Scientists are finding more and more evidence that human behaviour is not rational, not conscious, and maybe completely programmed without our rational thinking. How does the unconscious mind and biological predispositions affect political outcomes and prejudice biases? Maria Armoudian speaks with Guillermo Jiménez and Shankar Vedantam.

Guillermo Jiménez is an Associate professor of international trade at the Fashion Institute of Technology. He is the author of Red Genes, Blue Genes: Exposing Political Irrationality.

Shankar Vedantam is a journalist for NPR. He is the author of The Hidden Brain: How Our Unconscious Minds Elect Presidents, Control Markets, Wage Wars, and Save Our Lives.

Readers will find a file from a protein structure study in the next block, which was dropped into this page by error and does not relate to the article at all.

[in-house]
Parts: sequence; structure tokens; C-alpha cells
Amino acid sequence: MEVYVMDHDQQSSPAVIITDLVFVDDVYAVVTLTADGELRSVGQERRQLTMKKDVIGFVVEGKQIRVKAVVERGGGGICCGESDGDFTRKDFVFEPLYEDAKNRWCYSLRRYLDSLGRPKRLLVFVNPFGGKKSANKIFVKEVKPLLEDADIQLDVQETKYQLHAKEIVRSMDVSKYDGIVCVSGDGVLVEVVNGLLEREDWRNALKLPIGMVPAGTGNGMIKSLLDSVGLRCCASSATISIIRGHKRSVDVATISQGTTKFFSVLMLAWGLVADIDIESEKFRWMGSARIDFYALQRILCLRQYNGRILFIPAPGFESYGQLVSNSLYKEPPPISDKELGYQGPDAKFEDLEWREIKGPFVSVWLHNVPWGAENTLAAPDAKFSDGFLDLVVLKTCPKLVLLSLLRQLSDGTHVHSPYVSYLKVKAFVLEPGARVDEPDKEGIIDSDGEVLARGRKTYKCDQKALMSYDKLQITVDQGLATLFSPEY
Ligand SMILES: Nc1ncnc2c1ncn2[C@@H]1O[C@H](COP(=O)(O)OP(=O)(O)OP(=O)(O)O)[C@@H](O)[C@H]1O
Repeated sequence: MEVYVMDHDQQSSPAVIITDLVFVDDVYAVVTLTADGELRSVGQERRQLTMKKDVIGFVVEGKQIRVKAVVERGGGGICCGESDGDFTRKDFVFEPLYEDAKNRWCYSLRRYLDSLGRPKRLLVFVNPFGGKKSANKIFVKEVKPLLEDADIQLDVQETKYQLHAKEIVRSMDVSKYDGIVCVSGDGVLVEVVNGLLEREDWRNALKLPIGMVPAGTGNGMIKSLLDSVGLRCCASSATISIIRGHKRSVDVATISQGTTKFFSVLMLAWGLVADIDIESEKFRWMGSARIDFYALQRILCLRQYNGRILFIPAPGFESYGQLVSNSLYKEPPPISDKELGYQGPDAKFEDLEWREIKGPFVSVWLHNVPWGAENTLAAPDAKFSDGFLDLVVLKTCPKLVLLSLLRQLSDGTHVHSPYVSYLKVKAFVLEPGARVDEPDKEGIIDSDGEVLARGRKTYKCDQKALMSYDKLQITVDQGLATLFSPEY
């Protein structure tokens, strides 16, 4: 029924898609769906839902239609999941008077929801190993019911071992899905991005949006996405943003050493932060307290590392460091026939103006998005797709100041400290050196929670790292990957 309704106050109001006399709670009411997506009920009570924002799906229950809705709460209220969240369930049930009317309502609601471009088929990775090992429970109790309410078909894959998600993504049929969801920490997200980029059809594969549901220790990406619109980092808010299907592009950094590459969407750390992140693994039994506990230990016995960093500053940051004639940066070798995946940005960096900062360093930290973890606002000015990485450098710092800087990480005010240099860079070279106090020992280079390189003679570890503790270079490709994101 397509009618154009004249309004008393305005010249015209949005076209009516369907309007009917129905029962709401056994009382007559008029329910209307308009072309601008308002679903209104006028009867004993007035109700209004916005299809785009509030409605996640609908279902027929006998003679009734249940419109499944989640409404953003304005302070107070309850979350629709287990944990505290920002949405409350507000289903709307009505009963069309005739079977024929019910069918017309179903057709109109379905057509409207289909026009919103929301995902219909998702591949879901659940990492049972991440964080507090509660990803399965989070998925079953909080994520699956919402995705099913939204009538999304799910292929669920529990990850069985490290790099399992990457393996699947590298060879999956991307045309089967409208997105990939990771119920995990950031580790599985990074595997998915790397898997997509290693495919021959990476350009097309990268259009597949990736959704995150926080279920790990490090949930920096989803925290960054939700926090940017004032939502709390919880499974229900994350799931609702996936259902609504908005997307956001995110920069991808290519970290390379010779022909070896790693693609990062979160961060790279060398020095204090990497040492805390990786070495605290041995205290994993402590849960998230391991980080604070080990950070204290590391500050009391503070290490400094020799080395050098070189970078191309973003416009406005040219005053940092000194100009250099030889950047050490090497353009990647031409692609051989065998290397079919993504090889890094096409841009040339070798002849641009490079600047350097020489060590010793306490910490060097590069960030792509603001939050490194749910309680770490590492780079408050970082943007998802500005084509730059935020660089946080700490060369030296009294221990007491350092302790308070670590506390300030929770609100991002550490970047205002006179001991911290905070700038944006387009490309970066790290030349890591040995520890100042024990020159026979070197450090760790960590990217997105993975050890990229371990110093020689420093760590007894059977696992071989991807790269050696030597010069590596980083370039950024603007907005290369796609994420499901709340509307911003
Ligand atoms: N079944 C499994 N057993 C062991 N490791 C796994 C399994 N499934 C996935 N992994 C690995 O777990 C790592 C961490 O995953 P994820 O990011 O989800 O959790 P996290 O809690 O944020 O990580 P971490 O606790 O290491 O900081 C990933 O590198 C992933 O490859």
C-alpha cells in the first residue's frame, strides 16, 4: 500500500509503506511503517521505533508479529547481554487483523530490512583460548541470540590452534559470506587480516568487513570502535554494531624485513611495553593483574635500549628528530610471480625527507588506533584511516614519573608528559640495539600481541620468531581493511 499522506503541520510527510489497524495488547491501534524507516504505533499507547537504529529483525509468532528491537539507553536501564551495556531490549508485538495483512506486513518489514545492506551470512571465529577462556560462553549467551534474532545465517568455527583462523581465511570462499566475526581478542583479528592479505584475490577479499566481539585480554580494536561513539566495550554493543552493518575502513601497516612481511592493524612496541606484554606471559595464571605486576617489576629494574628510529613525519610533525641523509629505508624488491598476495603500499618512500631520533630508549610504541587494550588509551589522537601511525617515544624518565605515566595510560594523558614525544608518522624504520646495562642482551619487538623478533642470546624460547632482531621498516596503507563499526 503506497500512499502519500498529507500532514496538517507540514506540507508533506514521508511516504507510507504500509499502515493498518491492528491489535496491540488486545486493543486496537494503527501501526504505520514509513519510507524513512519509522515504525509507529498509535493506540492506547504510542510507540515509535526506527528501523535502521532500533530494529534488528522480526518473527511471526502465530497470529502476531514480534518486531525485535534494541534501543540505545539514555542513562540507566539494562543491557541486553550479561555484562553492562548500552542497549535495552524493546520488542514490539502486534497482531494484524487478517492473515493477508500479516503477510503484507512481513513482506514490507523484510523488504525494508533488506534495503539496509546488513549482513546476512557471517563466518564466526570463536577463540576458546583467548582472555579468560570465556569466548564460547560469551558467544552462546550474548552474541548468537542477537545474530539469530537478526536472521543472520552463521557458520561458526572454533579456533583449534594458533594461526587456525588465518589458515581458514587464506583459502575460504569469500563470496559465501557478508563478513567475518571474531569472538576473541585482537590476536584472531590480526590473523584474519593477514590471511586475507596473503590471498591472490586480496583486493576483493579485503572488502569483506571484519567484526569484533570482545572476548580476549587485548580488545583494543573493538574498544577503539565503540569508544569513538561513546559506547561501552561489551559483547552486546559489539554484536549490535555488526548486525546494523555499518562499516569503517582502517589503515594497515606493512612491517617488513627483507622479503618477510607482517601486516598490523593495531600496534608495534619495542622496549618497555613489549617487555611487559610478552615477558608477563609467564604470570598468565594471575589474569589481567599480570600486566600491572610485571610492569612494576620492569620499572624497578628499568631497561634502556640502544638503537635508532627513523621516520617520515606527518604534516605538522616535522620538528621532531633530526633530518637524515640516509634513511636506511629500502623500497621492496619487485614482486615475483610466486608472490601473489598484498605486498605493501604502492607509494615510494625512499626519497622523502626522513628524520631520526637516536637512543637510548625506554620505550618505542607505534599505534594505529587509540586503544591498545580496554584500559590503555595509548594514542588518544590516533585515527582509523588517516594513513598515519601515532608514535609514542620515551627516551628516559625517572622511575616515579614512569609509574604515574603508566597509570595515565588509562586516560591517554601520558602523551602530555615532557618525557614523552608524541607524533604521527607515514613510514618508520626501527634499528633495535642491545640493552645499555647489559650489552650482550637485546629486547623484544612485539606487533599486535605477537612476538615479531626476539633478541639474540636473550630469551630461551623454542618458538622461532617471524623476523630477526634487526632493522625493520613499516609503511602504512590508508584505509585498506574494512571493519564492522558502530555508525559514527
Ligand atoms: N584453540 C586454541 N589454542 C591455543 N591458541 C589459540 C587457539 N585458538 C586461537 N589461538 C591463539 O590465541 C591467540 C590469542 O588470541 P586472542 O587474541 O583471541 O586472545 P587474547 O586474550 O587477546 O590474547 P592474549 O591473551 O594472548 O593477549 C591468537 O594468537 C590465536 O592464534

This interview has been edited for clarity and length 

Maria Armoudian: You both talk about irrationality but you are approaching it slightly from different places. Why don’t we start with Shankar and your findings: you, give an example of a rape victim that made a mistake in identifying her rapist. You say this was an unconscious thing that happened to her that was partly determined by her mood and emotions and other unconscious things. Explain that?